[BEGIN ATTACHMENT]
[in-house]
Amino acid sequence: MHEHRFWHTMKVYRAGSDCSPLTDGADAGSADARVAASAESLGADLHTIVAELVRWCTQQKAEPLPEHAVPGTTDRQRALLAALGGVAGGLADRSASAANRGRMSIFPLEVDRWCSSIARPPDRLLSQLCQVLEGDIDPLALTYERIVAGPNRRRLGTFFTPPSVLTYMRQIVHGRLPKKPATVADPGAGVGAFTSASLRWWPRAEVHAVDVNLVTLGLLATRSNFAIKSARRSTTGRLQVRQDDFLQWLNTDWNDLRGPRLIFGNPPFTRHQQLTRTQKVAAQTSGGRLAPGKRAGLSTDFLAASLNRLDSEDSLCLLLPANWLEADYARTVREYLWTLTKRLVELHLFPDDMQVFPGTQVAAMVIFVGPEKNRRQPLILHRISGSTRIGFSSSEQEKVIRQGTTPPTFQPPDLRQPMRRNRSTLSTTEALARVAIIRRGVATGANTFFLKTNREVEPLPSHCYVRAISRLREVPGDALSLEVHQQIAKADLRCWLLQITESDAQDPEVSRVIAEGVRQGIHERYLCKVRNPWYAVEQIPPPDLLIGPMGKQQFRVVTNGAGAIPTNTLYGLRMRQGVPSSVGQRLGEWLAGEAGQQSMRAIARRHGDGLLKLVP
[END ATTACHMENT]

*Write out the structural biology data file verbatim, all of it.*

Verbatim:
[in-house]
Amino acid sequence: MHEHRFWHTMKVYRAGSDCSPLTDGADAGSADARVAASAESLGADLHTIVAELVRWCTQQKAEPLPEHAVPGTTDRQRALLAALGGVAGGLADRSASAANRGRMSIFPLEVDRWCSSIARPPDRLLSQLCQVLEGDIDPLALTYERIVAGPNRRRLGTFFTPPSVLTYMRQIVHGRLPKKPATVADPGAGVGAFTSASLRWWPRAEVHAVDVNLVTLGLLATRSNFAIKSARRSTTGRLQVRQDDFLQWLNTDWNDLRGPRLIFGNPPFTRHQQLTRTQKVAAQTSGGRLAPGKRAGLSTDFLAASLNRLDSEDSLCLLLPANWLEADYARTVREYLWTLTKRLVELHLFPDDMQVFPGTQVAAMVIFVGPEKNRRQPLILHRISGSTRIGFSSSEQEKVIRQGTTPPTFQPPDLRQPMRRNRSTLSTTEALARVAIIRRGVATGANTFFLKTNREVEPLPSHCYVRAISRLREVPGDALSLEVHQQIAKADLRCWLLQITESDAQDPEVSRVIAEGVRQGIHERYLCKVRNPWYAVEQIPPPDLLIGPMGKQQFRVVTNGAGAIPTNTLYGLRMRQGVPSSVGQRLGEWLAGEAGQQSMRAIARRHGDGLLKLVP